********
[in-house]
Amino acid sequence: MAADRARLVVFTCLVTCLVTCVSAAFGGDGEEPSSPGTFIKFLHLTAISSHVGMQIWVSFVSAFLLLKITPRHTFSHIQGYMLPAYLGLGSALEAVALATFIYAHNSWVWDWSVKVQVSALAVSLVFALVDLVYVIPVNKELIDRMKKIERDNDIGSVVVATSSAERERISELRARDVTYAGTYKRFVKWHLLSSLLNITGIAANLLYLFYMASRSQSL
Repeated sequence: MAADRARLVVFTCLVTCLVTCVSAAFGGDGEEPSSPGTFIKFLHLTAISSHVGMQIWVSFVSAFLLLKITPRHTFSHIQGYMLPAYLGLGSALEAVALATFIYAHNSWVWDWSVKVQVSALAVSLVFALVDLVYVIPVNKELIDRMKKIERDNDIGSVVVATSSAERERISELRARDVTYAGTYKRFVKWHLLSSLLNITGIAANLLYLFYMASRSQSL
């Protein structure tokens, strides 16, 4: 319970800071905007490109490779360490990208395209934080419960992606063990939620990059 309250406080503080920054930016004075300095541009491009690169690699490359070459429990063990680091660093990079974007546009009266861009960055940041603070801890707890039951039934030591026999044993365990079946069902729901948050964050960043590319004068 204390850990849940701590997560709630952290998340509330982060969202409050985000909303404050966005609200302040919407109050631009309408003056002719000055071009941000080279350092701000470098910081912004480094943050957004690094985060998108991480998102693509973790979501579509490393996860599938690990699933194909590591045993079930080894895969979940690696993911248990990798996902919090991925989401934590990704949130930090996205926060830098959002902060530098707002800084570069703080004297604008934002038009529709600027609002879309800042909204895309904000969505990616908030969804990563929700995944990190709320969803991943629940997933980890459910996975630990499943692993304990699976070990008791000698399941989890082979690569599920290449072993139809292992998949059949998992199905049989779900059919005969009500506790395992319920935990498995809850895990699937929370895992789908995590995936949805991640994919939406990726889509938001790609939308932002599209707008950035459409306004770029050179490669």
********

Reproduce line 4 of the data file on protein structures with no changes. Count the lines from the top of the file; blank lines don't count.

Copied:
């Protein structure tokens, strides 16, 4: 319970800071905007490109490779360490990208395209934080419960992606063990939620990059 309250406080503080920054930016004075300095541009491009690169690699490359070459429990063990680091660093990079974007546009009266861009960055940041603070801890707890039951039934030591026999044993365990079946069902729901948050964050960043590319004068 204390850990849940701590997560709630952290998340509330982060969202409050985000909303404050966005609200302040919407109050631009309408003056002719000055071009941000080279350092701000470098910081912004480094943050957004690094985060998108991480998102693509973790979501579509490393996860599938690990699933194909590591045993079930080894895969979940690696993911248990990798996902919090991925989401934590990704949130930090996205926060830098959002902060530098707002800084570069703080004297604008934002038009529709600027609002879309800042909204895309904000969505990616908030969804990563929700995944990190709320969803991943629940997933980890459910996975630990499943692993304990699976070990008791000698399941989890082979690569599920290449072993139809292992998949059949998992199905049989779900059919005969009500506790395992319920935990498995809850895990699937929370895992789908995590995936949805991640994919939406990726889509938001790609939308932002599209707008950035459409306004770029050179490669």